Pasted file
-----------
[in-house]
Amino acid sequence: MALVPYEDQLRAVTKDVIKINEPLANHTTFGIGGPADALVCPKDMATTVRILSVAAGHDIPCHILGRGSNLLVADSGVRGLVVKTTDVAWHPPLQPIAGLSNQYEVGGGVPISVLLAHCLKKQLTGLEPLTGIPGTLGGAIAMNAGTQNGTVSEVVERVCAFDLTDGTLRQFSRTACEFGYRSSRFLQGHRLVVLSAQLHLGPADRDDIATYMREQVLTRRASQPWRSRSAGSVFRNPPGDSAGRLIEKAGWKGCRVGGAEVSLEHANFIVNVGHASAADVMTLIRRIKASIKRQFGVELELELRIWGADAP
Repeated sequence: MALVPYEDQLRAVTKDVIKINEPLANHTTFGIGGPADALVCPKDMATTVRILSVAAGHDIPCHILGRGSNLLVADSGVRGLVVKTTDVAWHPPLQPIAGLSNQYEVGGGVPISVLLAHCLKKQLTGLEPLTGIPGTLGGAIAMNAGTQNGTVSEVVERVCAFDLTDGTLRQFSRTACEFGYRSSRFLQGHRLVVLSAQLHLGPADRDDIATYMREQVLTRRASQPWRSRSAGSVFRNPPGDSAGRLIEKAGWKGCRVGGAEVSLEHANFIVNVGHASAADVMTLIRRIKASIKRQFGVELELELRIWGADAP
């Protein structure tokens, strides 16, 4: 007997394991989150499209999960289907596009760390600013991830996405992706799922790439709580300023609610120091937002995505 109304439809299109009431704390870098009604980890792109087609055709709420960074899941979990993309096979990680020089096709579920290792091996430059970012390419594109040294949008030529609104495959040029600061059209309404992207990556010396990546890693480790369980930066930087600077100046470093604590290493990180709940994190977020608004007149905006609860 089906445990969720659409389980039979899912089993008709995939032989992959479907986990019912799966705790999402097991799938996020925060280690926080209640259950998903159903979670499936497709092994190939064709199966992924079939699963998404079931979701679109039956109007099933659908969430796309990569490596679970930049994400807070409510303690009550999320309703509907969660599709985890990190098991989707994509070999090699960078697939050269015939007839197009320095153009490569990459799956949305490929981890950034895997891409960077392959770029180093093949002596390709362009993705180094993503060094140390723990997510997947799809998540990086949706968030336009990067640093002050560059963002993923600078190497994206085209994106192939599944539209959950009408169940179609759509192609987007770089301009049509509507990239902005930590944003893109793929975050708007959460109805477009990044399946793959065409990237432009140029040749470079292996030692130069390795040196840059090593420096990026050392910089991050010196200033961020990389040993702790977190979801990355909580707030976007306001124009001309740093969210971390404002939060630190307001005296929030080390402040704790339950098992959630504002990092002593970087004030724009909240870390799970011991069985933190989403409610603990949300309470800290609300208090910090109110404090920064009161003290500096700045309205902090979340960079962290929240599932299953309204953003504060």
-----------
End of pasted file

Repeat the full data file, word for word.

[in-house]
Amino acid sequence: MALVPYEDQLRAVTKDVIKINEPLANHTTFGIGGPADALVCPKDMATTVRILSVAAGHDIPCHILGRGSNLLVADSGVRGLVVKTTDVAWHPPLQPIAGLSNQYEVGGGVPISVLLAHCLKKQLTGLEPLTGIPGTLGGAIAMNAGTQNGTVSEVVERVCAFDLTDGTLRQFSRTACEFGYRSSRFLQGHRLVVLSAQLHLGPADRDDIATYMREQVLTRRASQPWRSRSAGSVFRNPPGDSAGRLIEKAGWKGCRVGGAEVSLEHANFIVNVGHASAADVMTLIRRIKASIKRQFGVELELELRIWGADAP
Repeated sequence: MALVPYEDQLRAVTKDVIKINEPLANHTTFGIGGPADALVCPKDMATTVRILSVAAGHDIPCHILGRGSNLLVADSGVRGLVVKTTDVAWHPPLQPIAGLSNQYEVGGGVPISVLLAHCLKKQLTGLEPLTGIPGTLGGAIAMNAGTQNGTVSEVVERVCAFDLTDGTLRQFSRTACEFGYRSSRFLQGHRLVVLSAQLHLGPADRDDIATYMREQVLTRRASQPWRSRSAGSVFRNPPGDSAGRLIEKAGWKGCRVGGAEVSLEHANFIVNVGHASAADVMTLIRRIKASIKRQFGVELELELRIWGADAP
């Protein structure tokens, strides 16, 4: 007997394991989150499209999960289907596009760390600013991830996405992706799922790439709580300023609610120091937002995505 109304439809299109009431704390870098009604980890792109087609055709709420960074899941979990993309096979990680020089096709579920290792091996430059970012390419594109040294949008030529609104495959040029600061059209309404992207990556010396990546890693480790369980930066930087600077100046470093604590290493990180709940994190977020608004007149905006609860 089906445990969720659409389980039979899912089993008709995939032989992959479907986990019912799966705790999402097991799938996020925060280690926080209640259950998903159903979670499936497709092994190939064709199966992924079939699963998404079931979701679109039956109007099933659908969430796309990569490596679970930049994400807070409510303690009550999320309703509907969660599709985890990190098991989707994509070999090699960078697939050269015939007839197009320095153009490569990459799956949305490929981890950034895997891409960077392959770029180093093949002596390709362009993705180094993503060094140390723990997510997947799809998540990086949706968030336009990067640093002050560059963002993923600078190497994206085209994106192939599944539209959950009408169940179609759509192609987007770089301009049509509507990239902005930590944003893109793929975050708007959460109805477009990044399946793959065409990237432009140029040749470079292996030692130069390795040196840059090593420096990026050392910089991050010196200033961020990389040993702790977190979801990355909580707030976007306001124009001309740093969210971390404002939060630190307001005296929030080390402040704790339950098992959630504002990092002593970087004030724009909240870390799970011991069985933190989403409610603990949300309470800290609300208090910090109110404090920064009161003290500096700045309205902090979340960079962290929240599932299953309204953003504060």